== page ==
The Board of Alien Labor Certification Appeals (BALCA) recently upheld the final determination of a Certifying Officer (CO) denying labor certification (LC) for an alien worker for the position of “Ethnic Singer/Entertainer.” This LC was filed prior to the effective date of the “PERM” regulations.
In the aforementioned case, the employer, a restaurant/nightclub filed a LC on behalf of an alien worker in April of 2001. In June 2006, the CO issued a Notice of Findings (NOF) proposing to deny certification on the basis that the job was not full-time. Accordingly, the position could not be considered permanent because it did not involve full-time work during the entire year. The CO provided the employer with specific instructions in the NOF to rebut the findings. Specifically, the CO requested evidence that the position as performed in the employer’s establishment constitutes full-time employment as required by the regulations, evidence such as a daily/weekly/ work schedule, and proof that the job was previously filled by an incumbent on a full-time basis before the alien was hired, etc and proof of recruitment efforts. In its rebuttal, the Employer provided the performance schedule of the alien, contending that the position was a full-time position, and provided the CO with the recruitment report. The Employer also suggested that since the Department of Labor (DOL) had previously approved a similar petition, accordingly, this petition should be approved. Subsequently, the CO issued a Final Determination denying certification. The CO stated that the NOF had clearly identified two violations: the employer’s failure to demonstrate that the petition was full-time employment as required by the regulations, and that the Employer had not engaged in adequate recruitment efforts. The CO determined that the Employer had rebutted the second violation by providing the recruitment report; however, the Employer did not successfully rebut the first violation. The CO further explained that an employer’s failure to produce documentation that is requested by the CO and that has a direct bearing on the resolution of an issue, is a ground for denial of certification. Thereafter, the Employer requested BALCA review.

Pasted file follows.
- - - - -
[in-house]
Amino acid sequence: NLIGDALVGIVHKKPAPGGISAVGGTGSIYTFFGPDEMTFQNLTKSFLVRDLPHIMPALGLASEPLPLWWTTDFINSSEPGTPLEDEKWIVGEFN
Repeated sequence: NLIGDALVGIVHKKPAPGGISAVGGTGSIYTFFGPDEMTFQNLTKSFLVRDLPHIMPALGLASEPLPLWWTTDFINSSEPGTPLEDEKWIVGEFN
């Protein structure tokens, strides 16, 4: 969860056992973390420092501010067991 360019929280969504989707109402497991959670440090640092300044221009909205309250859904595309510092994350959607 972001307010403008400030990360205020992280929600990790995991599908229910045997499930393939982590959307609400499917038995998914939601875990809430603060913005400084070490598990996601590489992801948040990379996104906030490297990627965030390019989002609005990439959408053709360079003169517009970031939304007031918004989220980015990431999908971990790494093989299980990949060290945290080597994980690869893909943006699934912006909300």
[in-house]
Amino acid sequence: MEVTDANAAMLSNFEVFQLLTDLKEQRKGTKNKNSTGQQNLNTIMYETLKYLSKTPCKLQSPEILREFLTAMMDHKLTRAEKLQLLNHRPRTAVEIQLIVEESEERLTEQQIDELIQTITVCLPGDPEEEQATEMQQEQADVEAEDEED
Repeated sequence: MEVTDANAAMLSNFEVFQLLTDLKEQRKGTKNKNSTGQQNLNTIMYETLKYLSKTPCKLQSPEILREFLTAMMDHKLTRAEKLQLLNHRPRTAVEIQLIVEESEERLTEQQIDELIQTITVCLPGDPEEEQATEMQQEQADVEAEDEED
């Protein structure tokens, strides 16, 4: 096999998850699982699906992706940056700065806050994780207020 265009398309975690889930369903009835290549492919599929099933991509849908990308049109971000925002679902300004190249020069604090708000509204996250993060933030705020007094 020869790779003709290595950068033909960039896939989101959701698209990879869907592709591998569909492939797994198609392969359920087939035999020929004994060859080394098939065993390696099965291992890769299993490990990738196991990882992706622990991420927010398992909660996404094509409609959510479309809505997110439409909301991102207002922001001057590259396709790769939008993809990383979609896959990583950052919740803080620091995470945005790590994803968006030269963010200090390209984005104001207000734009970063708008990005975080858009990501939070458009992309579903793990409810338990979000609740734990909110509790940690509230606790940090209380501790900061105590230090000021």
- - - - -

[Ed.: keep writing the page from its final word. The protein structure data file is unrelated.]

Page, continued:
Upon BALCA review, it was determined that the employer has the burden of demonstrating that it meets the definition of employer and that the position that is offered is both permanent and full-time as required under the regulations. The Board’s caselaw provides that if an employer offers, for example, only a 25 hour a week work week, then section 656.3 may be properly cited by the CO as a ground for denying labor certification. In the instant case, the Employer only offered 20 hours of work per week. Additionally, the Employer failed to provide all of the documentation that was reasonably requested by the CO in the NOF.
The CO correctly determined that the Employer failed to establish that the position constitutes full-time employment. Accordingly, labor certification was properly denied.
*In support of its request for review of the Final Determination, the Employer submitted an amended proposed performance scheduled to reflect additional hours. The Board, however, does not have the authority to consider evidence that is first submitted with the employer’s request for BALCA review or with the brief on appeal.